Vatican newspaper: Pachamama is not a god, but mother earth (L'Osservatore Romano) Pachamama is not a divinity or idol that is worshiped, but is mother earth, honored as the “creation and manifestation of the love of God,” writes retired Mexican Bishop Felipe Arizmendi Esquivel. He recalls that years ago, while in Bolivia for a meeting, he asked a member of the indigenous Aymara people whether his people consider Pachamama and Inti to be gods. The man replied, “Those who have not received evangelization consider them gods; for those of us who have been evangelized, they are not gods, but God’s best gifts.” Bishop Arizmendi commented, “Wonderful response! … They are manifestations of God’s love, not gods.” (For background on the deities, see the Encyclopedia Britannica articles on Inti and Pachamama.)
Chinese bishop pressured to endorse Party platform (AsiaNews) A Chinese bishop who accepted demotion when the Vatican struck a bargain with Beijing is now being harassed by public officials who demand that he endorse an “independent” Chinese Church. Bishop Vincenzo Guo Xijin, who is now an auxiliary of the Mindong diocese—having been replaced by a government-approved prelate—has resisted demands that he sign a statement of support for Communist Party policies.
US bishops affirm abortion as "preeminent" public issue (CNA) After a spirited debate, the US Conference of Catholic Bishops defeated a move to delete language from an election-year statement that described abortion as the “preeminent priority because it directly attacks life itself.” Cardinal Blase Cupich offered an amendment that would have softened that language, calling for equal consideration of other issues. Bishop Robert McElroy, supporting the proposed amendment, said flatly: “It is not Catholic teaching that abortion is the preeminent issue that we face.” But the USCCB membership rejected that argument, and voted against the Cupich amendment.
Bishops urge people to 'build a Bolivia in peace' (Fides) The Catholic bishops of Bolivia have issued a call for the country’s people to “build a Bolivia in peace,” following the resignation of President Evo Morales. The bishops urged public officials to “act conscientiously and seek the common good,” building a society with “respect, tolerance, freedom, justice, and authentic progress for all.”
US bishops approve new hymn translations for the Liturgy of the Hours (CNS) “By preserving the original meters of the Latin hymns, without the extraneous addition of rhyme,” ICEL [the International Commission on English in the Liturgy] in its new translations “has preserved the poetic nature of the hymns, without distorting the texts or losing theological content,” according to the report.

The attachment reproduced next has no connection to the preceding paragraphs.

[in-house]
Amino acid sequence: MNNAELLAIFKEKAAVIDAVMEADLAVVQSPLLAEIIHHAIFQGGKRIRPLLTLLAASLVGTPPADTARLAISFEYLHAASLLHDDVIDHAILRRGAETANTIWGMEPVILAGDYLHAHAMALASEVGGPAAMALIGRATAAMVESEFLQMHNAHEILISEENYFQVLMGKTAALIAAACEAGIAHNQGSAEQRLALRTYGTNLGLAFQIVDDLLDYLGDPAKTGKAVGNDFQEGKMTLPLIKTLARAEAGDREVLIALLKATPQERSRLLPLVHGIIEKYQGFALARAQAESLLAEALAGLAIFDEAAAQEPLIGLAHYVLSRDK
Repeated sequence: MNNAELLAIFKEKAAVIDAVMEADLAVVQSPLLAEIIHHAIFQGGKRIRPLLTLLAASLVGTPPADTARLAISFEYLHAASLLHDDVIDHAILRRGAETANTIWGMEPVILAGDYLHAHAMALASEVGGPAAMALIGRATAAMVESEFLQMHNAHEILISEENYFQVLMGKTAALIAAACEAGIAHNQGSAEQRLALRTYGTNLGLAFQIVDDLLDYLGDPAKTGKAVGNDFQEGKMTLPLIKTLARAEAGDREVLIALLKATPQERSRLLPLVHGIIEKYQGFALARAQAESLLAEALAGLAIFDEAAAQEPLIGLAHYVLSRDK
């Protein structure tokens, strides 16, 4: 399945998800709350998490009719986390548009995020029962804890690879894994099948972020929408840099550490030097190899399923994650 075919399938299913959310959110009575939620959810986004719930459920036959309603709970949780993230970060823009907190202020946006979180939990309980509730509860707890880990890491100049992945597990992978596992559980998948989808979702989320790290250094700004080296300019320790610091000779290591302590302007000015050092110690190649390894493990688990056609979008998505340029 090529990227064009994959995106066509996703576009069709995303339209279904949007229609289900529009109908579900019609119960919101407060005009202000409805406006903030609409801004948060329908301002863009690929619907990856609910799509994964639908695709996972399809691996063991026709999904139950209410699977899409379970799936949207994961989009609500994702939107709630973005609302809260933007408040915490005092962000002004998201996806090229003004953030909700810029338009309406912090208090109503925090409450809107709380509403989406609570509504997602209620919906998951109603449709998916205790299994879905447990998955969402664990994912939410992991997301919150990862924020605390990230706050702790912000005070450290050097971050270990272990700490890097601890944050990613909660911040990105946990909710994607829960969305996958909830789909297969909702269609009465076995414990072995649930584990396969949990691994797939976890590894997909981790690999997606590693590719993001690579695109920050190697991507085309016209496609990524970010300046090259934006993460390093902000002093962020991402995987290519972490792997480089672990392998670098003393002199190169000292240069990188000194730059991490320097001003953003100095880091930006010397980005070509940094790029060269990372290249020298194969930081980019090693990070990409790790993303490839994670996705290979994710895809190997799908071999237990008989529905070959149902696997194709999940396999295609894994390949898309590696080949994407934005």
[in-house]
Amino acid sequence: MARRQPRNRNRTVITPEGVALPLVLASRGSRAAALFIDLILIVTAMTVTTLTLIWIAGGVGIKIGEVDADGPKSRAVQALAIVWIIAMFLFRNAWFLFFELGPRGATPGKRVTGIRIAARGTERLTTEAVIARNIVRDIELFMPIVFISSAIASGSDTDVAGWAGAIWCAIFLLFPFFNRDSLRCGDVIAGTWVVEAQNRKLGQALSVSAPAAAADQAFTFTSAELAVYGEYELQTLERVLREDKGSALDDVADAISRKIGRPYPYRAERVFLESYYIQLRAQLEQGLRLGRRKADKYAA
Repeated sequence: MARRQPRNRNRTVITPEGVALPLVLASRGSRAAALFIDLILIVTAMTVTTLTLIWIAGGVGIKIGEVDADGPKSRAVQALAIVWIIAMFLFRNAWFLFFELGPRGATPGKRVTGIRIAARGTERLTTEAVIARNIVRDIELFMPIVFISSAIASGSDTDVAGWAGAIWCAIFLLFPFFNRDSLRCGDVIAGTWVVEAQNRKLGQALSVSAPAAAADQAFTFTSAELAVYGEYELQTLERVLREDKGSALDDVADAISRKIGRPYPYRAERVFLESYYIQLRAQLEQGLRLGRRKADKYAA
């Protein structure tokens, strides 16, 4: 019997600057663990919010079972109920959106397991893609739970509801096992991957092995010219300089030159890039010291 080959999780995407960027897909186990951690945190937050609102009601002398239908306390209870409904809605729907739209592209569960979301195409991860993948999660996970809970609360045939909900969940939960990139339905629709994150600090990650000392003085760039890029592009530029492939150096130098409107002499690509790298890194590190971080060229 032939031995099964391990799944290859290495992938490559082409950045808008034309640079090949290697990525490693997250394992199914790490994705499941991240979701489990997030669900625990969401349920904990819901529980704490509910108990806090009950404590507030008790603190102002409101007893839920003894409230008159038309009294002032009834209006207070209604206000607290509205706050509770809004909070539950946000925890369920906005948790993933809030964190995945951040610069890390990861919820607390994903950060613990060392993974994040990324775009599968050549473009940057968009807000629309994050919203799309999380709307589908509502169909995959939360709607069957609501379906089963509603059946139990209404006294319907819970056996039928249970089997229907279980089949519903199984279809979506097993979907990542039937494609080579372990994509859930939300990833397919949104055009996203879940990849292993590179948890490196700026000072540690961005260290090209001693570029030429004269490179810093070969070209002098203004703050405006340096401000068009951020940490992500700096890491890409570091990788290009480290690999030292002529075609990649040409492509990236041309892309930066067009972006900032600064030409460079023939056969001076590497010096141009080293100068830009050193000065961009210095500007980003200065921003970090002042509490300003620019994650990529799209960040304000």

Bethlehem seeing more pilgrims this year (Fides) The number of pilgrims visiting Bethlehem has increased by about 17% this year, prompting officials to extend visiting hours at the Nativity basilica for an extra three hours, to alleviate long waiting lines. Palestinian authorities report that more than 1.7 million people have visited thus far in 2019.
USCCB committee chairman weighs in as Supreme Court hears DACA cases (USCCB) “DACA [Deferred Action for Childhood Arrivals] youth are leaders in our parishes and significant contributors to our economy and communities,” said Bishop Joe Vásquez of Austin, chairman of the US bishops’ Committee on Migration. “Not allowing these young people to continue to utilize DACA to reach their God-given potential is against the common good and our nation’s history of welcoming the immigrant.”
Pope Francis sees 'an inclusive capitalism that leaves no one behind' as a 'worthy goal' (Vatican Press Office) “Those who engage in business and economic life are in fact possessed, as bears repeating, of a noble vocation, one that serves the common good by striving to increase the goods of this world and make them more accessible to all,” Pope Francis said on November 11. “In the end, it is not simply a matter of ‘having more,’ but ‘being more.’ What is needed is a fundamental renewal of hearts and minds so that the human person may always be placed at the center of social, cultural and economic life.”
US bishops vote to revise strategic priorities for 2021-2024 (CNS) The revised priorities are (1) “Evangelization: Form a joyful band of missionary disciples of Jesus Christ,” (2) “Life and dignity of the human person: Serve the common good as the leaven in a free society,” (3) “Protect and heal God’s children: Restore integrity, foster virtue,” and (4) “Vocations: Equip all Christ’s disciples for mission.”